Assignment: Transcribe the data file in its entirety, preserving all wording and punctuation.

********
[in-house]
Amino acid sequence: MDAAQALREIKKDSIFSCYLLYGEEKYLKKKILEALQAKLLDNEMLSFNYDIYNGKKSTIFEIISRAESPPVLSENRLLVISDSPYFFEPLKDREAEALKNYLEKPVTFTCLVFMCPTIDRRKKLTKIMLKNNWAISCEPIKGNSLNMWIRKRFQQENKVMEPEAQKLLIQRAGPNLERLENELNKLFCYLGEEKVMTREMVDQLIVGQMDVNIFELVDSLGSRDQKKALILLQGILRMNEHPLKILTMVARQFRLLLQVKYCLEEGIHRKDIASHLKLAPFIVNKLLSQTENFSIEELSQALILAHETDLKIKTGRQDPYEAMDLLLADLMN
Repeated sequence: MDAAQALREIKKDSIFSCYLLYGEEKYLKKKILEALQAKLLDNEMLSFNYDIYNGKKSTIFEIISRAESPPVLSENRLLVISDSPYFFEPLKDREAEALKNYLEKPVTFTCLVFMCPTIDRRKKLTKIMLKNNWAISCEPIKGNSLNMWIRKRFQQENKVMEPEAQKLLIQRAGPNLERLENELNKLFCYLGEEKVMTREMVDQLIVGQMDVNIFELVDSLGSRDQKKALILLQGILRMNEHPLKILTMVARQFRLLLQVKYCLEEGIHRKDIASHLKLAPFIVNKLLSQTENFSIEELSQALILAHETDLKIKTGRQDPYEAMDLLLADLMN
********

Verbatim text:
[in-house]
Amino acid sequence: MDAAQALREIKKDSIFSCYLLYGEEKYLKKKILEALQAKLLDNEMLSFNYDIYNGKKSTIFEIISRAESPPVLSENRLLVISDSPYFFEPLKDREAEALKNYLEKPVTFTCLVFMCPTIDRRKKLTKIMLKNNWAISCEPIKGNSLNMWIRKRFQQENKVMEPEAQKLLIQRAGPNLERLENELNKLFCYLGEEKVMTREMVDQLIVGQMDVNIFELVDSLGSRDQKKALILLQGILRMNEHPLKILTMVARQFRLLLQVKYCLEEGIHRKDIASHLKLAPFIVNKLLSQTENFSIEELSQALILAHETDLKIKTGRQDPYEAMDLLLADLMN
Repeated sequence: MDAAQALREIKKDSIFSCYLLYGEEKYLKKKILEALQAKLLDNEMLSFNYDIYNGKKSTIFEIISRAESPPVLSENRLLVISDSPYFFEPLKDREAEALKNYLEKPVTFTCLVFMCPTIDRRKKLTKIMLKNNWAISCEPIKGNSLNMWIRKRFQQENKVMEPEAQKLLIQRAGPNLERLENELNKLFCYLGEEKVMTREMVDQLIVGQMDVNIFELVDSLGSRDQKKALILLQGILRMNEHPLKILTMVARQFRLLLQVKYCLEEGIHRKDIASHLKLAPFIVNKLLSQTENFSIEELSQALILAHETDLKIKTGRQDPYEAMDLLLADLMN